Whether one reads this story as metaphysical speculation on the identity of matter and spirit, or as a psychological study of the powerful influence a deranged mind may have on a sane one, or even simply as a Gothic horror chiller, it remains a genuine masterwork of American fiction.
The narrator of the story tells of an autumn visit to the House of Usher, the family home of his boyhood friend, Roderick Usher. He finds the house to be old and decaying, with a minute fissure zigzagging down from the roof to the waters of a stagnant tarn at its foundation. The gloomy landscape, the forbidding house, and the miasmic fog that hangs over the tarn depress the narrator and weaken his resistance to the mental atmosphere of the Usher family.
Roderick and his sister Madeline have been living relatively isolated in the house and have grown unnaturally close as she weakens with a terminal illness. After her death and burial in a sealed vault beneath the house, the sensitive and artistic Roderick becomes increasingly the victim of his fear and horror at his sister’s death. As a storm roars around the house, he convinces himself that Madeline was buried alive and that she has forced her way out of the tomb and is coming to confront him.
The force of his conviction in mad harmony with the raging storm causes the narrator to share Roderick’s hallucination, and he actually sees Madeline enter the room and die clutching the body of her fatally terrified brother. He rushes out into the storm as the house itself splits and falls into the tarn.
The interplay of solidly realistic detail and rich symbolic ambiguity gives the story an artistic texture of great intellectual as well as emotional force.
Beebe, Maurice. “The Universe of Roderick Usher.” In Poe: A Collection of Critical Essays. Edited by Robert Regan. Englewood Cliffs, N.J.: Prentice-Hall, 1967. Discusses the cosmological theory that underlies “Fall of the House of Usher.” Claims that an understanding of Poe’s Eureka helps the reader understand the story as symbolic drama.
Hoffman, Daniel. Poe Poe Poe Poe Poe Poe Poe. Garden City, N.Y.: Doubleday, 1972. A personal study of the mind of Poe, containing an extensive discussion of doubling and desire in “The Fall of the House of Usher.” Argues that the story is a catalog of all Poe’s obsessional themes.
May, Charles E. Edgar Allan Poe: A Study of the Short Fiction. Boston: Twayne, 1991. A study of Poe’s development of the short story as a genre; discusses “The Fall of the House of Usher” as an esthetic, self-reflexive fable of the basic dilemma of the artist. Also includes an essay with a reader-response approach to the story by Ronald Bieganowski.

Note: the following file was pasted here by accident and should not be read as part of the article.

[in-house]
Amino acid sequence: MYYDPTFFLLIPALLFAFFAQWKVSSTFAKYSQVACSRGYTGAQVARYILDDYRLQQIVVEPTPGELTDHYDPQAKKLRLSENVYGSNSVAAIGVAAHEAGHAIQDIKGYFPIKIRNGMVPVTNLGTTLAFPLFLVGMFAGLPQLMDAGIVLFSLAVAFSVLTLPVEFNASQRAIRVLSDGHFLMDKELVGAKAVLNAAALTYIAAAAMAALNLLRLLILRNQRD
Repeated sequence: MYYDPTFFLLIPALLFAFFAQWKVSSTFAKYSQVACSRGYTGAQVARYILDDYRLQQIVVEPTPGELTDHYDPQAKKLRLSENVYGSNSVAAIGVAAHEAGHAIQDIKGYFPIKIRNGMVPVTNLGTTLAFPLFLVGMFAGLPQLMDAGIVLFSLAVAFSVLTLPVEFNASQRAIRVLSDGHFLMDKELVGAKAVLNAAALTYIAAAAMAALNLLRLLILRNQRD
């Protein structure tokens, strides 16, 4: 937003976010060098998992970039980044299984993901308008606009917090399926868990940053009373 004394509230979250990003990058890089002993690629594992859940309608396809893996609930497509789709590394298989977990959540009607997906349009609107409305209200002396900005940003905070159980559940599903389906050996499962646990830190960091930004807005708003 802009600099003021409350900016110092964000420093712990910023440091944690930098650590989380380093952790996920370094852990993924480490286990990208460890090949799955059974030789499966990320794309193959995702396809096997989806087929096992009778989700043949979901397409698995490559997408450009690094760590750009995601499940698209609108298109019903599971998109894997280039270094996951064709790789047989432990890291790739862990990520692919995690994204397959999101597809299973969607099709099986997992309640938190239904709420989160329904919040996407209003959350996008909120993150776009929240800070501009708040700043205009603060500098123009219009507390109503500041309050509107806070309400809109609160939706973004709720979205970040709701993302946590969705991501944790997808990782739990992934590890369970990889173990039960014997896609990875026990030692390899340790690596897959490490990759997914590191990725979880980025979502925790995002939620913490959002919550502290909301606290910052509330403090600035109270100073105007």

Robinson, E. Arthur. “Order and Sentience in ‘The Fall of the House of Usher.’ ” PMLA 76 (1961): 68-81. One of the most extensive studies of the story; focuses on its underlying pattern of thought and thematic structure.
Thompson, G. R., and Virgil L. Lokke, eds. Ruined Eden of the Present. West Lafayette, Ind.: Purdue University Press, 1981. Contains a debate between G. R. Thompson and Patrick F. Quinn about the psychic state of the narrator in the story.
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1. How does “The Fall of the House of Usher” reflect the Gothic style of storytelling?
Gothic fiction takes its name from the Gothic architecture of the medieval period with its dark castles and inevitable ghosts and violent histories. The eighteenth-century English author, Horace Walpole, wrote a novel called The Castle of Otranto (1764) with the formulas that were followed in subsequent Gothic horror stories. Such thrilling fiction became popular in the Romantic period (1750-1850) with tales of mysterious hauntings, family curses, imprisonment, and lost treasures. The setting was usually dreary and frightening, and terror and horror were the immediate emotions the author sought to evoke in the reader. There were often supernatural elements that could not be explained away, such as the raising of the dead from the grave, or unnatural lights, as seen in the tarn of the Usher mansion. A beautiful young woman like Madeleine was a victim of violence or threatened with it.
Other classic Gothic fiction Poe would have known include The Mysteries of Udolpho by Ann Radcliffe (1794) and Matthew Gregory Lewis’s The Monk, a tale of black magic (1796). These were bestsellers that set the trend for future Gothic archetypes of spooky houses and unexplained deaths.
These stories were a counterbalance to the overly rational mood of the Enlightenment writers, such as Alexander Pope, Benjamin Franklin, and Voltaire. The Gothic authors wanted to show there was something beyond the rational and that human nature was full of dark corners. The Gothic was often the literary mode that explored unbalanced states of mind before the science of psychology existed to explain such mental phenomena as Roderick’s “hypochondria” (depression) or his empathy with his twin sister.